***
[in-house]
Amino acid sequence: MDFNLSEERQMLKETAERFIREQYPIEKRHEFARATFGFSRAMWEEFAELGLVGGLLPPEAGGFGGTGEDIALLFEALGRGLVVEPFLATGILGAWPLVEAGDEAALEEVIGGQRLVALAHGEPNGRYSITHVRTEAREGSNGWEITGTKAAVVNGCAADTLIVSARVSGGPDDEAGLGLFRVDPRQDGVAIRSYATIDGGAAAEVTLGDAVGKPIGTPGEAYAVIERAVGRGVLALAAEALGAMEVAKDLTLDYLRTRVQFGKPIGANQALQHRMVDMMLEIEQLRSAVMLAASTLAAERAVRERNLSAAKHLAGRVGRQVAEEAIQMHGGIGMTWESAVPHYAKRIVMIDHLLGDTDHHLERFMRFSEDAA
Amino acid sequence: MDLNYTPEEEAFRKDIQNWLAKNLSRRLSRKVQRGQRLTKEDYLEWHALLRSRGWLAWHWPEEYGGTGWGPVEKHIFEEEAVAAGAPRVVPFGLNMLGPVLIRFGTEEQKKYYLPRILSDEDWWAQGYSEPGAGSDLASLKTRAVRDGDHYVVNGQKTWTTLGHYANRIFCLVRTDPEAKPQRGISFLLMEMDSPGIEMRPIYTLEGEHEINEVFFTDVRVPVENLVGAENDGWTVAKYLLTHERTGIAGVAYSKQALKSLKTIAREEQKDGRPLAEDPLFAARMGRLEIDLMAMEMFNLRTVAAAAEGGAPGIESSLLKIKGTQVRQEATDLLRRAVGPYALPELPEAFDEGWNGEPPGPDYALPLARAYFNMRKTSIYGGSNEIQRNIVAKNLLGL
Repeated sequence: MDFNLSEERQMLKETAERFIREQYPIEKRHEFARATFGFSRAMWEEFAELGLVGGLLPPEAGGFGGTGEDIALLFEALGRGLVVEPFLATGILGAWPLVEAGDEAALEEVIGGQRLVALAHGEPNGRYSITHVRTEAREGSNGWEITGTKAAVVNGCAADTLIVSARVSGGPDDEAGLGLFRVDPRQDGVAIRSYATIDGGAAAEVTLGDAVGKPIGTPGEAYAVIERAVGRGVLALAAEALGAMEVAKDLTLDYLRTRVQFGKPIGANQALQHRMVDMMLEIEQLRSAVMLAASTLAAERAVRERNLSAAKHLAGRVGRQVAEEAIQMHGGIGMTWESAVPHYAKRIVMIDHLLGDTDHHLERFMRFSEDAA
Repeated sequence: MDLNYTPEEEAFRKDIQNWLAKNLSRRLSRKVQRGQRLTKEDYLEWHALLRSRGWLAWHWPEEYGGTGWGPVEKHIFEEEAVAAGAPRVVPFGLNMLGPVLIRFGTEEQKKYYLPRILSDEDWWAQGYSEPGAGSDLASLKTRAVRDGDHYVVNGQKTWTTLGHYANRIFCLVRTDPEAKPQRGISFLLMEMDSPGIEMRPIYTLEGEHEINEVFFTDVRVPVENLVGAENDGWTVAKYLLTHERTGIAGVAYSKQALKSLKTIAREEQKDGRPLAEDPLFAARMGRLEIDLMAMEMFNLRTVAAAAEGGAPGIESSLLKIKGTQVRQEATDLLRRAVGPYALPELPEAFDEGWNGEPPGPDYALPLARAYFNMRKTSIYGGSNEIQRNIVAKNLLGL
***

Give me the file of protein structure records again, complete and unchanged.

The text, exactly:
[in-house]
Amino acid sequence: MDFNLSEERQMLKETAERFIREQYPIEKRHEFARATFGFSRAMWEEFAELGLVGGLLPPEAGGFGGTGEDIALLFEALGRGLVVEPFLATGILGAWPLVEAGDEAALEEVIGGQRLVALAHGEPNGRYSITHVRTEAREGSNGWEITGTKAAVVNGCAADTLIVSARVSGGPDDEAGLGLFRVDPRQDGVAIRSYATIDGGAAAEVTLGDAVGKPIGTPGEAYAVIERAVGRGVLALAAEALGAMEVAKDLTLDYLRTRVQFGKPIGANQALQHRMVDMMLEIEQLRSAVMLAASTLAAERAVRERNLSAAKHLAGRVGRQVAEEAIQMHGGIGMTWESAVPHYAKRIVMIDHLLGDTDHHLERFMRFSEDAA
Amino acid sequence: MDLNYTPEEEAFRKDIQNWLAKNLSRRLSRKVQRGQRLTKEDYLEWHALLRSRGWLAWHWPEEYGGTGWGPVEKHIFEEEAVAAGAPRVVPFGLNMLGPVLIRFGTEEQKKYYLPRILSDEDWWAQGYSEPGAGSDLASLKTRAVRDGDHYVVNGQKTWTTLGHYANRIFCLVRTDPEAKPQRGISFLLMEMDSPGIEMRPIYTLEGEHEINEVFFTDVRVPVENLVGAENDGWTVAKYLLTHERTGIAGVAYSKQALKSLKTIAREEQKDGRPLAEDPLFAARMGRLEIDLMAMEMFNLRTVAAAAEGGAPGIESSLLKIKGTQVRQEATDLLRRAVGPYALPELPEAFDEGWNGEPPGPDYALPLARAYFNMRKTSIYGGSNEIQRNIVAKNLLGL
Repeated sequence: MDFNLSEERQMLKETAERFIREQYPIEKRHEFARATFGFSRAMWEEFAELGLVGGLLPPEAGGFGGTGEDIALLFEALGRGLVVEPFLATGILGAWPLVEAGDEAALEEVIGGQRLVALAHGEPNGRYSITHVRTEAREGSNGWEITGTKAAVVNGCAADTLIVSARVSGGPDDEAGLGLFRVDPRQDGVAIRSYATIDGGAAAEVTLGDAVGKPIGTPGEAYAVIERAVGRGVLALAAEALGAMEVAKDLTLDYLRTRVQFGKPIGANQALQHRMVDMMLEIEQLRSAVMLAASTLAAERAVRERNLSAAKHLAGRVGRQVAEEAIQMHGGIGMTWESAVPHYAKRIVMIDHLLGDTDHHLERFMRFSEDAA
Repeated sequence: MDLNYTPEEEAFRKDIQNWLAKNLSRRLSRKVQRGQRLTKEDYLEWHALLRSRGWLAWHWPEEYGGTGWGPVEKHIFEEEAVAAGAPRVVPFGLNMLGPVLIRFGTEEQKKYYLPRILSDEDWWAQGYSEPGAGSDLASLKTRAVRDGDHYVVNGQKTWTTLGHYANRIFCLVRTDPEAKPQRGISFLLMEMDSPGIEMRPIYTLEGEHEINEVFFTDVRVPVENLVGAENDGWTVAKYLLTHERTGIAGVAYSKQALKSLKTIAREEQKDGRPLAEDPLFAARMGRLEIDLMAMEMFNLRTVAAAAEGGAPGIESSLLKIKGTQVRQEATDLLRRAVGPYALPELPEAFDEGWNGEPPGPDYALPLARAYFNMRKTSIYGGSNEIQRNIVAKNLLGL